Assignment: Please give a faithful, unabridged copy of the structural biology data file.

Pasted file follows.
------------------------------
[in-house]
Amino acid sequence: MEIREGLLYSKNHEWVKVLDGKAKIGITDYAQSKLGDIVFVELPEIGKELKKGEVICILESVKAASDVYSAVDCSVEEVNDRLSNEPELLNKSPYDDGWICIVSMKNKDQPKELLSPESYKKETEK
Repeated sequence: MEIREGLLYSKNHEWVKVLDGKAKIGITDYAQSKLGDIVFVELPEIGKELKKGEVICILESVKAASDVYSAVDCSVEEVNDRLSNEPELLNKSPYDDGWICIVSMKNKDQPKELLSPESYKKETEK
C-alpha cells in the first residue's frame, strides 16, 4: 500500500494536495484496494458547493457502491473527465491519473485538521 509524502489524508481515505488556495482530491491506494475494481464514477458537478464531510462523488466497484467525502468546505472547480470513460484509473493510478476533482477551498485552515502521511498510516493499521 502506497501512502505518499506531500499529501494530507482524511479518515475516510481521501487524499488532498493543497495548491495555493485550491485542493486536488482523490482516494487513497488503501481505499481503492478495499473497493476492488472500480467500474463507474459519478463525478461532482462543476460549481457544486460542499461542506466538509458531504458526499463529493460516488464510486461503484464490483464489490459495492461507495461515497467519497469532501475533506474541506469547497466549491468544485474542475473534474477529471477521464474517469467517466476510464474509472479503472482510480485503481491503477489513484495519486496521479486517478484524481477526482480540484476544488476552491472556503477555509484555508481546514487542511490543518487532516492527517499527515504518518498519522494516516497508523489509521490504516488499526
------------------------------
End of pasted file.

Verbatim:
[in-house]
Amino acid sequence: MEIREGLLYSKNHEWVKVLDGKAKIGITDYAQSKLGDIVFVELPEIGKELKKGEVICILESVKAASDVYSAVDCSVEEVNDRLSNEPELLNKSPYDDGWICIVSMKNKDQPKELLSPESYKKETEK
Repeated sequence: MEIREGLLYSKNHEWVKVLDGKAKIGITDYAQSKLGDIVFVELPEIGKELKKGEVICILESVKAASDVYSAVDCSVEEVNDRLSNEPELLNKSPYDDGWICIVSMKNKDQPKELLSPESYKKETEK
C-alpha cells in the first residue's frame, strides 16, 4: 500500500494536495484496494458547493457502491473527465491519473485538521 509524502489524508481515505488556495482530491491506494475494481464514477458537478464531510462523488466497484467525502468546505472547480470513460484509473493510478476533482477551498485552515502521511498510516493499521 502506497501512502505518499506531500499529501494530507482524511479518515475516510481521501487524499488532498493543497495548491495555493485550491485542493486536488482523490482516494487513497488503501481505499481503492478495499473497493476492488472500480467500474463507474459519478463525478461532482462543476460549481457544486460542499461542506466538509458531504458526499463529493460516488464510486461503484464490483464489490459495492461507495461515497467519497469532501475533506474541506469547497466549491468544485474542475473534474477529471477521464474517469467517466476510464474509472479503472482510480485503481491503477489513484495519486496521479486517478484524481477526482480540484476544488476552491472556503477555509484555508481546514487542511490543518487532516492527517499527515504518518498519522494516516497508523489509521490504516488499526